SOME of the things that appear on Twitter have to be vaguely accurate, the High Court has ruled.
As Speaker’s Wife Sally Bercow lost a libel case brought by Lord McAlpine, experts said users of the micro-blogging service may no longer be able to accuse whoever they feel like of being a filthy child molester.
Julian Cook, professor of gossip at Roehampton University, said: “This ruling will have a chilling effect on internet free speech. Especially if you’re using free speech to do stupid, dickish things.
“Most mornings I wake up filled with the desire to go online and accuse a senior Tory of fiddling with my nutsack when I was 12.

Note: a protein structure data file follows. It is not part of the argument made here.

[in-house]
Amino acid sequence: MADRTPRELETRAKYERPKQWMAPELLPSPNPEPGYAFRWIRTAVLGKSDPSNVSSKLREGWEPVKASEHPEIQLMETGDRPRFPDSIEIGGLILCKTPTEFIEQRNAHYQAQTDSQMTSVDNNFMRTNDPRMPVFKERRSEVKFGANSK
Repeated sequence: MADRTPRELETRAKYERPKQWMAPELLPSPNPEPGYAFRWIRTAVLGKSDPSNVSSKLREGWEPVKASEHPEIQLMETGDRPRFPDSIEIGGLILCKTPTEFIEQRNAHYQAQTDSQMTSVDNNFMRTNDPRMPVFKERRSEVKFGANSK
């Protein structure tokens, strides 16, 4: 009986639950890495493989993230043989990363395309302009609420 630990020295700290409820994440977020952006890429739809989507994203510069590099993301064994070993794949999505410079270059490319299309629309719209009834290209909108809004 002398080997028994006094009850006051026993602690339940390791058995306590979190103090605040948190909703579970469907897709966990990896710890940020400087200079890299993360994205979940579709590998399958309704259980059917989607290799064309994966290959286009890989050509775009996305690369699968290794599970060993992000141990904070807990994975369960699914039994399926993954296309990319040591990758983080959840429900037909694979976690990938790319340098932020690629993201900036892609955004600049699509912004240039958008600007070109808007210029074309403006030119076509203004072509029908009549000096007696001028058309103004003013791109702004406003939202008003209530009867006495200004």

“But just before I get to typing, I ask myself ‘is this actually true?’.
“On every single occasion I’ve been forced to admit that it’s not even remotely true and then accept, reluctantly, that I’ll have to find something else to fill my day.”
Cook stressed that Twitter users will still be able to criticise people on the basis of what they actually say and do.
He added: “For example, Lord McAlpine is a Tory industrialist who is also overweight. So I could, quite reasonably, tweet something like ‘hey @lordmcalpine why do you need so much money, you fat, greedy bastard?’.
“All I have to do is remember to not follow it up with, ‘you are a child molester’.”
Bercow had challenged McAlpine’s claim insisting her tweet was part of a widely-recognised pattern of being an attention-seeking cretin who degrades the office of Speaker of the House of Commons almost as much as her ghastly little husband.